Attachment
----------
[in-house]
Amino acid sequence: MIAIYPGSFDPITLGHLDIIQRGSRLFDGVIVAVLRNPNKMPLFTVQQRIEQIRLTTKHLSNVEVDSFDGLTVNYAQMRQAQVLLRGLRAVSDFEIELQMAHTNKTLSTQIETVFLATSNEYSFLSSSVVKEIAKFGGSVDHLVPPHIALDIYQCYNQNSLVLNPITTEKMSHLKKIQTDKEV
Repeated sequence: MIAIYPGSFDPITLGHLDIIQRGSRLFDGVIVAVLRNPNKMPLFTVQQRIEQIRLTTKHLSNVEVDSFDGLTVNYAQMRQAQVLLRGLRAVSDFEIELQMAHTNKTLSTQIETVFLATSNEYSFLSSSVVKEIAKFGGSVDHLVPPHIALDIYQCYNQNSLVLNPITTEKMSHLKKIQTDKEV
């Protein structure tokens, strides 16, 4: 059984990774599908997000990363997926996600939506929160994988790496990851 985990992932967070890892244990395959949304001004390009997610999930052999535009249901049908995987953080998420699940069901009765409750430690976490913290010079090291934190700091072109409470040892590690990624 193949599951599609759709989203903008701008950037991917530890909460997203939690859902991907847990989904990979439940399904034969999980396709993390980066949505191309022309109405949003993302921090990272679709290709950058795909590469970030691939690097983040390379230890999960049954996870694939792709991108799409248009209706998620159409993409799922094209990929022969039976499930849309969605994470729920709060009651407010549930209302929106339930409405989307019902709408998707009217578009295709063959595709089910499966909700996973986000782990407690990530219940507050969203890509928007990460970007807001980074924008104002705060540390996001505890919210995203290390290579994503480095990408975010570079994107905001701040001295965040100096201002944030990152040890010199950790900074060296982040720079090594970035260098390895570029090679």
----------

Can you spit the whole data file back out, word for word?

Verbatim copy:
[in-house]
Amino acid sequence: MIAIYPGSFDPITLGHLDIIQRGSRLFDGVIVAVLRNPNKMPLFTVQQRIEQIRLTTKHLSNVEVDSFDGLTVNYAQMRQAQVLLRGLRAVSDFEIELQMAHTNKTLSTQIETVFLATSNEYSFLSSSVVKEIAKFGGSVDHLVPPHIALDIYQCYNQNSLVLNPITTEKMSHLKKIQTDKEV
Repeated sequence: MIAIYPGSFDPITLGHLDIIQRGSRLFDGVIVAVLRNPNKMPLFTVQQRIEQIRLTTKHLSNVEVDSFDGLTVNYAQMRQAQVLLRGLRAVSDFEIELQMAHTNKTLSTQIETVFLATSNEYSFLSSSVVKEIAKFGGSVDHLVPPHIALDIYQCYNQNSLVLNPITTEKMSHLKKIQTDKEV
């Protein structure tokens, strides 16, 4: 059984990774599908997000990363997926996600939506929160994988790496990851 985990992932967070890892244990395959949304001004390009997610999930052999535009249901049908995987953080998420699940069901009765409750430690976490913290010079090291934190700091072109409470040892590690990624 193949599951599609759709989203903008701008950037991917530890909460997203939690859902991907847990989904990979439940399904034969999980396709993390980066949505191309022309109405949003993302921090990272679709290709950058795909590469970030691939690097983040390379230890999960049954996870694939792709991108799409248009209706998620159409993409799922094209990929022969039976499930849309969605994470729920709060009651407010549930209302929106339930409405989307019902709408998707009217578009295709063959595709089910499966909700996973986000782990407690990530219940507050969203890509928007990460970007807001980074924008104002705060540390996001505890919210995203290390290579994503480095990408975010570079994107905001701040001295965040100096201002944030990152040890010199950790900074060296982040720079090594970035260098390895570029090679």